4 Ways God Wants to Renew You according to the Story of Elijah
- David Sanford Crosswalk.com Contributing Writer
- 2021 17 May
Are you… Physically down? Emotionally exhausted? Spiritually floundering? Socially isolated? Who isn’t these days? I’ve been there many times. So was the Bible’s most courageous Old Testament prophet, Elijah, “a man just like us.” We share the same DNA. And God repeatedly promises to care for us fully too.
I see myself as a fairly courageous person. From time to time, however, I have fought (and still fight) periodic episodes of deep discouragement, even despair. That’s been especially true since a devastating surgical disaster 18 months ago. It killed me temporarily and left me disabled permanently.
Thankfully, while studying the life of Elijah the prophet in 1 Kings 17-19, I learned how God renews us. The principles I learned then have become second nature to me, lifesavers on many occasions, especially over the past year and a half. My prayer is that God will use these same principles to encourage you in a very specific way at this point in your life.
In my constant reading of Scripture for decades, I know of no other biblical character (besides Jesus) who shows more courage than Elijah. Yes, Moses is a close second. Then again, Elijah was the first man God raised up a few generations after the glory days of King Solomon. God raised him up to confront the immense wickedness, gross idolatry, and rampant paganism that had consumed the northern kingdom of Israel.
We Need Courage in Trying Times
The first lesson we learn from the life of Elijah is that God honors the courage of His children.
Ahab has taken the throne as the seventh king of northern Israel (after the kingdom’s split). Ahab proved viler than anyone before him. What’s more, Ahab’s wife was Jezebel, the wicked witch of the north.
Queen Jezebel was a Sidonian whose chief ambition in life was to rampantly propagate a gross form of paganism in Israel—and to utterly destroy any and all worship of the true God. Jezebel murdered most of God’s prophets, priests, and teachers. If anyone ever was inspired by Satan himself, it was this woman—and her equally wicked husband, King Ahab.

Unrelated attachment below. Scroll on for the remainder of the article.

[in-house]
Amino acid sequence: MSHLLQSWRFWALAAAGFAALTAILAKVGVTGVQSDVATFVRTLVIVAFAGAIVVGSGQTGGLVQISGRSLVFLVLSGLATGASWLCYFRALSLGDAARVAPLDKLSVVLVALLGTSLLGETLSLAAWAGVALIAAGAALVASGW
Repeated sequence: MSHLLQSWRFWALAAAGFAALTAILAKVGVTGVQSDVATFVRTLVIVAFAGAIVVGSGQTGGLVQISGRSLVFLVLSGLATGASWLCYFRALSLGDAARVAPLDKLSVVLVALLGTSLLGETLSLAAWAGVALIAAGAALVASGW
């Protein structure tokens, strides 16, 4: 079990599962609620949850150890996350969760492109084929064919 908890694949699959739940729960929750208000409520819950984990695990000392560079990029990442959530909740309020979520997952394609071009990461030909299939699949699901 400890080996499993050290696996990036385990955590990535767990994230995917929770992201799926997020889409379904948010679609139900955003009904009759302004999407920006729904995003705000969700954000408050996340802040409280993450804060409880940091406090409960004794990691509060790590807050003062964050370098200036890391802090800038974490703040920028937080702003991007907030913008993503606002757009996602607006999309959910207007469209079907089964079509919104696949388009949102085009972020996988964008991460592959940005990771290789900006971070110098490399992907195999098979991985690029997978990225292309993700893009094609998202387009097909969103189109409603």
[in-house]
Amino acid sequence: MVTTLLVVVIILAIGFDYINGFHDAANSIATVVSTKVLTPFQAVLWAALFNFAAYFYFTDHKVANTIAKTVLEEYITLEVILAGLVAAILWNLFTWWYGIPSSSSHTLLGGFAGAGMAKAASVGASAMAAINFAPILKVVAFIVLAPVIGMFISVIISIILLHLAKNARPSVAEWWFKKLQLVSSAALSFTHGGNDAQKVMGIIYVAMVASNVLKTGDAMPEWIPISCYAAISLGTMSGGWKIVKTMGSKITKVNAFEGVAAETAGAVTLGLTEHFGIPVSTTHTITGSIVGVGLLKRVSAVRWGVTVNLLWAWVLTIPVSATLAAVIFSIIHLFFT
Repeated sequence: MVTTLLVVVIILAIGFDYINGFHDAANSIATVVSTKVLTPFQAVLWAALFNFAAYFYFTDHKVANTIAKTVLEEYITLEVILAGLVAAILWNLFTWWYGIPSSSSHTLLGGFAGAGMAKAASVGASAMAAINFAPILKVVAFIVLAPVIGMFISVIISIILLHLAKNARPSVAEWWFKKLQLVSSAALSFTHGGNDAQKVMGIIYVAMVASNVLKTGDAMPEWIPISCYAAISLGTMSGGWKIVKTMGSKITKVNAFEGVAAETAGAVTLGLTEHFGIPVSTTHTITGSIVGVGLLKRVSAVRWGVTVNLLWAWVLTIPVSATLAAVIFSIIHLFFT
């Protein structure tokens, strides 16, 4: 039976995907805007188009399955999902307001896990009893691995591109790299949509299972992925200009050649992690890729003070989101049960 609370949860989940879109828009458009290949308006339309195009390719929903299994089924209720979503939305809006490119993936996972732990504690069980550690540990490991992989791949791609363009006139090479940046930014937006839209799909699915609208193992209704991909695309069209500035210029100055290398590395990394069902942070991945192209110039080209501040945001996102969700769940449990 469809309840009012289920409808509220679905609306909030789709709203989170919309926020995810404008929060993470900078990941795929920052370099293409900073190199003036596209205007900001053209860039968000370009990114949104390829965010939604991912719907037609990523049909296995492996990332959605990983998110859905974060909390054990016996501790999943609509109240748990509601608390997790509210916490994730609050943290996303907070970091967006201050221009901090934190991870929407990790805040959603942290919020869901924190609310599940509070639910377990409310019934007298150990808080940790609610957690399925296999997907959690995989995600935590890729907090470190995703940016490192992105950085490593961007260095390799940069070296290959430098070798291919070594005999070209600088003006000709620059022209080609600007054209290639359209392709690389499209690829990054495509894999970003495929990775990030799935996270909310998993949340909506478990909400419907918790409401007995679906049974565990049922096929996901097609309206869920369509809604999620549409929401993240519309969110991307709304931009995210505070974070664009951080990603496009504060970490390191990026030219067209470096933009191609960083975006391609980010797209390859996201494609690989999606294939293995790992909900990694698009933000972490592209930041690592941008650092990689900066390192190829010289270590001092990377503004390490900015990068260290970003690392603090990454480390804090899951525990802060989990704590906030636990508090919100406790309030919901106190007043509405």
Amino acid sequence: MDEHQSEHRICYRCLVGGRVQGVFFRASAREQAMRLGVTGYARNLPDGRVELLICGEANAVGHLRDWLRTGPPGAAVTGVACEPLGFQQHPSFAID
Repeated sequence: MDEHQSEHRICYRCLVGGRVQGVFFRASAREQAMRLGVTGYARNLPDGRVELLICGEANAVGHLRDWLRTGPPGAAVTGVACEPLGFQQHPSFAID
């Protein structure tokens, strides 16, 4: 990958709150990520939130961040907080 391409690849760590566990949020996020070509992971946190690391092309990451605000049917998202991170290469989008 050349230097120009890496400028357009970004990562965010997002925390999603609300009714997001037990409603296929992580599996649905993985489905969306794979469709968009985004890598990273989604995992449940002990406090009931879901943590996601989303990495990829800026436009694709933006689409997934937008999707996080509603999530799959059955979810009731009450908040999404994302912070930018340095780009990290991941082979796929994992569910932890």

Onto this scene Elijah steps, pronouncing God’s judgment on Israel and declaring that God is shutting the heavens. “It will never rain again except by my word.”
Imagine having the courage and audacity to say something like that. It’s ludicrous… unless God told you to make that announcement.
Even if God did tell you, it would take a huge amount of courage to take God at His word, let alone confront Ahab and pronounce such a judgment in the name of the one true Lord God, maker of heaven and earth.
After pronouncing this judgment on the wicked nation of Israel, Elijah heads east across the Jordan River at the command of God, to live in the wilderness along a brook in the Kerith Ravine, near his hometown of Tishbe.
Later, when the brook dries up, God once again commands Elijah to “go at once” north to a coastal town in Sidon practically next door to wicked queen Jezebel’s hometown. Again, Elijah obeys God.
The first time, near his own hometown, was much easier than this second time around. Yet divine irony: Ahab searched “everywhere” for Elijah, but couldn’t find him!
Courage Is Strongest with God’s Power
Time passes. God’s judgment on Israel has reduced the once-prosperous nation to poverty. It hasn’t rained in three and a half years. Ahab is absolutely desperate, but he stubbornly refuses to acknowledge the reason for the terrible famine that has stricken the entire land. And he utterly refuses to turn away from his previous deeds.
Now that Ahab has clearly demonstrated his rebellion against God, the Lord tells Elijah to go back and confront him once again. This would be equivalent to someone flying to Saudia Arabia and pronouncing the God of Israel’s judgment on Saudi Crown Prince Mohammed bin Salman. Unthinkable.
But Elijah goes, at the command of God, announcing his arrival to King Ahab’s chief of staff, and then stepping back into Ahab’s life. The king’s immediate response when he saw the prophet was to cry out, “Is that you, you troubler of Israel?”